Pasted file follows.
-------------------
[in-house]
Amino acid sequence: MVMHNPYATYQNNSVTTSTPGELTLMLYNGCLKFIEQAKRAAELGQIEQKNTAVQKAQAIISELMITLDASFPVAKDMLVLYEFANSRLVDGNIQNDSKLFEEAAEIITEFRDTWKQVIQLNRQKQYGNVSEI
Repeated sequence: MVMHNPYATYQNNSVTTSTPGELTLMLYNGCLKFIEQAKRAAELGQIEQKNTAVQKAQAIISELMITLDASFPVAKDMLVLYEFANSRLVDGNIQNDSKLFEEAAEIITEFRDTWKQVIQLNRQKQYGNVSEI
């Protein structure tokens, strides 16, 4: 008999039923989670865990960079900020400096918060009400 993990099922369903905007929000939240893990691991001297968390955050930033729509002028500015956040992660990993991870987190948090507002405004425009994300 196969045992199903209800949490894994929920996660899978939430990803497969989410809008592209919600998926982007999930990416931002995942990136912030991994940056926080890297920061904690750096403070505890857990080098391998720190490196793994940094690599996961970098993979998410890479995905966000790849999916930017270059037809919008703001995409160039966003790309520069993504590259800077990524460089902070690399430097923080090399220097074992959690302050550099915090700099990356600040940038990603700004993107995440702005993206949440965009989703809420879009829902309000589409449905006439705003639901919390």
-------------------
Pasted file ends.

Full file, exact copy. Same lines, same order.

[in-house]
Amino acid sequence: MVMHNPYATYQNNSVTTSTPGELTLMLYNGCLKFIEQAKRAAELGQIEQKNTAVQKAQAIISELMITLDASFPVAKDMLVLYEFANSRLVDGNIQNDSKLFEEAAEIITEFRDTWKQVIQLNRQKQYGNVSEI
Repeated sequence: MVMHNPYATYQNNSVTTSTPGELTLMLYNGCLKFIEQAKRAAELGQIEQKNTAVQKAQAIISELMITLDASFPVAKDMLVLYEFANSRLVDGNIQNDSKLFEEAAEIITEFRDTWKQVIQLNRQKQYGNVSEI
């Protein structure tokens, strides 16, 4: 008999039923989670865990960079900020400096918060009400 993990099922369903905007929000939240893990691991001297968390955050930033729509002028500015956040992660990993991870987190948090507002405004425009994300 196969045992199903209800949490894994929920996660899978939430990803497969989410809008592209919600998926982007999930990416931002995942990136912030991994940056926080890297920061904690750096403070505890857990080098391998720190490196793994940094690599996961970098993979998410890479995905966000790849999916930017270059037809919008703001995409160039966003790309520069993504590259800077990524460089902070690399430097923080090399220097074992959690302050550099915090700099990356600040940038990603700004993107995440702005993206949440965009989703809420879009829902309000589409449905006439705003639901919390």